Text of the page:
Subconjunctival antibiotics in the treatment of endophthalmitis managed without vitrectomy

William E Smiddy, Robert J. Smiddy, Basel Ba'arath, Harry W Flynn, Timothy G. Murray, William J Feuer, Darlene Miller

Research output: Contribution to journalArticle

20 Citations (Scopus)

Abstract

Purpose: To determine if the treatment outcomes for endophthalmitis are influenced by subconjunctival antibiotics. Methods: A retrospective, nonrandomized consecutive series of patients with clinically diagnosed bacterial endophthalmitis confirmed with positive cultures who presented between December 1, 1995, and February 28, 2002, was studied. Patients with cataract surgery, glaucoma filtering blebs, or trauma who presented with visual acuity of hand motions or better were included. All patients received intravitreal and topical antibiotics. Management by pars plana vitrectomy or vitreous tap and use or nonuse of subconjunctival antibiotics were at the discretion of the treating physician. Results: There were 59 patients identified; 54 met the follow-up criteria. These patients were divided into two groups based on whether subconjunctival antibiotics were used (group ABX; n = 21) or not used (group noABX; n = 33). The median pretreatment visual acuity was hand motions in both groups. The median age in both groups was 74 years. Etiology, duration of symptoms, vitreous culture organisms, percentage of cases with wound complications such as leaks or vitreous incarceration, and intraocular lens type were similar in the two study groups. Intravitreal and topical antibiotics and corticosteroids used were not significantly different in the two groups, except that topical ceftazidime was used less frequently in group ABX than in group noABX (43% vs. 82%, respectively; P = 0.007). The median follow-up was 13 months in both groups (range: 3-87 months for group ABX and 3-63 months for group noABX). Final visual acuity in groups ABX and noABX was at least 20/50 (33% vs. 39%, respectively), 20/60 to 5/200 (29% vs. 39%, respectively), 4/200 to better than hand motions (O vs. 3%, respectively), or hand motions or worse (38% vs. 18%, respectively). These differences were not significant (P = 0.37). Reinjection rates (14% vs. 15%, respectively) were also similar in groups ABX and noABX. The additional procedures rate was significantly higher in group ABX than in group noABX (P = 0.024), with cumulative rates of 33% and 3%, respectively, at the 12-month follow-up. Conclusions: These data suggest that subconjunctival antibiotics may not be necessary to treat infectious endophthalmitis managed with otherwise standard tap and injection techniques and topical antibiotics.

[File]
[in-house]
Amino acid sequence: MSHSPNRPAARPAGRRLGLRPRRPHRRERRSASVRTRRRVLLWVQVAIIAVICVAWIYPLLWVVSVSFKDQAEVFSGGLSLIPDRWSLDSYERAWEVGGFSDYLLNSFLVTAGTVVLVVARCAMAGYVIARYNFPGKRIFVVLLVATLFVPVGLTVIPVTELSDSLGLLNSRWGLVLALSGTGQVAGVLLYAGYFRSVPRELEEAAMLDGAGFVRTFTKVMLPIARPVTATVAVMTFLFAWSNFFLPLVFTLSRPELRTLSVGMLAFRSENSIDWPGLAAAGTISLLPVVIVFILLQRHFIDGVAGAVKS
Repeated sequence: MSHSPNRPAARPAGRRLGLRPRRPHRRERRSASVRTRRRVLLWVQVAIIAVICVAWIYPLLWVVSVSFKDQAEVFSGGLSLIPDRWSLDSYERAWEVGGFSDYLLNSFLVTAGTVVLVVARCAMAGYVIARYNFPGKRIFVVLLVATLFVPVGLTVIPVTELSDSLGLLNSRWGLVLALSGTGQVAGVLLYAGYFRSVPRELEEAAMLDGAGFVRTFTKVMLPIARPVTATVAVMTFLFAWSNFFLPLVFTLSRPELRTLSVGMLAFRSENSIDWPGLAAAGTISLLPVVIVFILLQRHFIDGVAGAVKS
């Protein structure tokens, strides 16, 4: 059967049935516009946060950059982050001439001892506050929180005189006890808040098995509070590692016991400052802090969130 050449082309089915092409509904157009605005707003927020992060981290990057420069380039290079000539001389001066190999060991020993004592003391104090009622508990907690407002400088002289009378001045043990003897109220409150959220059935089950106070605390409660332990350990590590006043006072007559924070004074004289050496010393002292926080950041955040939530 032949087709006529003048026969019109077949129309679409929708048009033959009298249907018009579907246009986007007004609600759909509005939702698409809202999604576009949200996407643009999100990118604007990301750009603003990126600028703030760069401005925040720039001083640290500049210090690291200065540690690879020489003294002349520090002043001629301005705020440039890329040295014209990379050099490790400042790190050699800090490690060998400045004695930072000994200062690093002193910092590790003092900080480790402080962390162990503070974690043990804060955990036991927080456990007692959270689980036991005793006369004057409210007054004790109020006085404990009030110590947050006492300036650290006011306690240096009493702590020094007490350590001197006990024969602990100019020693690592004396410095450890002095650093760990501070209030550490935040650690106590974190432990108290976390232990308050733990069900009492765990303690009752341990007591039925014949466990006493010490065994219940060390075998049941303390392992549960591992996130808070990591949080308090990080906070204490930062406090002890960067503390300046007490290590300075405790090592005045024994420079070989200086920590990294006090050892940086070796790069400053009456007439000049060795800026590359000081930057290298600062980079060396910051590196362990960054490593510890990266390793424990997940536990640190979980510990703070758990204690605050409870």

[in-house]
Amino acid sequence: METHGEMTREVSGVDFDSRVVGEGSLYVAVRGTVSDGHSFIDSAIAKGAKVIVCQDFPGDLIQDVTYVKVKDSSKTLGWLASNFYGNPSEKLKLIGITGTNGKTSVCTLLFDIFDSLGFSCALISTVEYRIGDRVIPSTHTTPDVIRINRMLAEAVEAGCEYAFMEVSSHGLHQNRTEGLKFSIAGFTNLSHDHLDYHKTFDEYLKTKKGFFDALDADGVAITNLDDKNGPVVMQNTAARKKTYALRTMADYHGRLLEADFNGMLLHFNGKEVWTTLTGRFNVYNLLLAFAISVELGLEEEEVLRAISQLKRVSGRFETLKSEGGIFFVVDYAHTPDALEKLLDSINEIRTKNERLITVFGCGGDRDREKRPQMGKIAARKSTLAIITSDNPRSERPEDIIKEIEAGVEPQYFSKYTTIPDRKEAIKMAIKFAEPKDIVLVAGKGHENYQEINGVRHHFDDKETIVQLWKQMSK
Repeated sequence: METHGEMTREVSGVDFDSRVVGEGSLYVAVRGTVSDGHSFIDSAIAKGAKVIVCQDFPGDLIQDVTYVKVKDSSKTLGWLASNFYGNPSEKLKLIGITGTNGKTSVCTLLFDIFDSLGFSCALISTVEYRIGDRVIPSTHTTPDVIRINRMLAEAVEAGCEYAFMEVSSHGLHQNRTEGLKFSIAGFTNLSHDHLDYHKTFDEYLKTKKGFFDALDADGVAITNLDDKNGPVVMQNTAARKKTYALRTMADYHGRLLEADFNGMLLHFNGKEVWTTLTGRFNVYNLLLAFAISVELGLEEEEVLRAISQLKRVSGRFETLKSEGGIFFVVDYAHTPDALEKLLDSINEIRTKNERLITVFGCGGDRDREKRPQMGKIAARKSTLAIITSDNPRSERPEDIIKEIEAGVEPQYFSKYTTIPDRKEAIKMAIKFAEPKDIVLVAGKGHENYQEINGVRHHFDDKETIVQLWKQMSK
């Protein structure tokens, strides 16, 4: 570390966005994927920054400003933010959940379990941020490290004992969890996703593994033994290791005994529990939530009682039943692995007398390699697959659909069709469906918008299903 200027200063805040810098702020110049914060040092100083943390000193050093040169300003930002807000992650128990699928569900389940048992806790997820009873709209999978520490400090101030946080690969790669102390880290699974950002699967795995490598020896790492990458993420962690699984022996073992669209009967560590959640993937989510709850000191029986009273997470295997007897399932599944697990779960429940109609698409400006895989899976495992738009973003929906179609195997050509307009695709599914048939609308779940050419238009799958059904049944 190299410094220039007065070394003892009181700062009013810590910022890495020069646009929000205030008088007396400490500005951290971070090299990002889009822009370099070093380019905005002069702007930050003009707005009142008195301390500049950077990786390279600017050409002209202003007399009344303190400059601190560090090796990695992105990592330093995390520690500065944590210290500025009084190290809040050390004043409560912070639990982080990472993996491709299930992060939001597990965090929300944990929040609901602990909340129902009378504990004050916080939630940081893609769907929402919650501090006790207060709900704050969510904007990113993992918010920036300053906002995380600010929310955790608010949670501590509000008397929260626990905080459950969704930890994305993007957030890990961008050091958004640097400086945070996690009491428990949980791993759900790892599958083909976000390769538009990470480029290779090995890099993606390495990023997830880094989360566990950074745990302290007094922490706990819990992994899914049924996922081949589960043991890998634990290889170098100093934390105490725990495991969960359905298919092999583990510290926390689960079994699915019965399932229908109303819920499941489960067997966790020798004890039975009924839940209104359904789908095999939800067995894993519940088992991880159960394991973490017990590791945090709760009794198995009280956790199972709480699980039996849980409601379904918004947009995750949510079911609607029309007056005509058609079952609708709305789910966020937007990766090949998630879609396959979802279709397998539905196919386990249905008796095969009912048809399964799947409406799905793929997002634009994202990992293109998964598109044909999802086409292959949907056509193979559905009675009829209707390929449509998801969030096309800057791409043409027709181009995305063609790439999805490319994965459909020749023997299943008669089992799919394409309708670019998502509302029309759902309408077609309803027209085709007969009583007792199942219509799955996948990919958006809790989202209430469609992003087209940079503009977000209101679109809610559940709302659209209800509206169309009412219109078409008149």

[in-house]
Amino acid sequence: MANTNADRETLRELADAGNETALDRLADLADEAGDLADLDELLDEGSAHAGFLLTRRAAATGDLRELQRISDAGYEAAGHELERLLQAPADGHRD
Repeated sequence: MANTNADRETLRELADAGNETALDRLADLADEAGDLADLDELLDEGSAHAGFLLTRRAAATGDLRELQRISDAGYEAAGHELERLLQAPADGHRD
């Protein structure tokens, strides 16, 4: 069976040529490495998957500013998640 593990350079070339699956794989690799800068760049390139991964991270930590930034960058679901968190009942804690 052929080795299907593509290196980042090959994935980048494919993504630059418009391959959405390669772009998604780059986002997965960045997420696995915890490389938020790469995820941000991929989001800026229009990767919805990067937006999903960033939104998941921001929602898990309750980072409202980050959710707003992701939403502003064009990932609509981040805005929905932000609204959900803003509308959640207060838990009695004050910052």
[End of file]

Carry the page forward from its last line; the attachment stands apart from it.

Original languageEnglish
Pages (from-to)751-758
Number of pages8
JournalRetina
Volume25
Issue number6
DOIs
StatePublished - Sep 1 2005
Externally publishedYes

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Endophthalmitis
Vitrectomy
Anti-Bacterial Agents
Hand
Visual Acuity
Therapeutics
Filtering Surgery
Ceftazidime
Temazepam
Intraocular Lenses
Wounds and Injuries
Blister
Glaucoma
Cataract
Adrenal Cortex Hormones
Physicians
Injections

Keywords

  • Antibiotics
  • Endophthalmitis
  • Infection
  • Vitrectomy

ASJC Scopus subject areas

  • Ophthalmology
  • Sensory Systems

Cite this

Subconjunctival antibiotics in the treatment of endophthalmitis managed without vitrectomy. / Smiddy, William E; Smiddy, Robert J.; Ba'arath, Basel; Flynn, Harry W; Murray, Timothy G.; Feuer, William J; Miller, Darlene.

In: Retina, Vol. 25, No. 6, 01.09.2005, p. 751-758.

Research output: Contribution to journalArticle

Smiddy, William E ; Smiddy, Robert J. ; Ba'arath, Basel ; Flynn, Harry W ; Murray, Timothy G. ; Feuer, William J ; Miller, Darlene. / Subconjunctival antibiotics in the treatment of endophthalmitis managed without vitrectomy. In: Retina. 2005 ; Vol. 25, No. 6. pp. 751-758.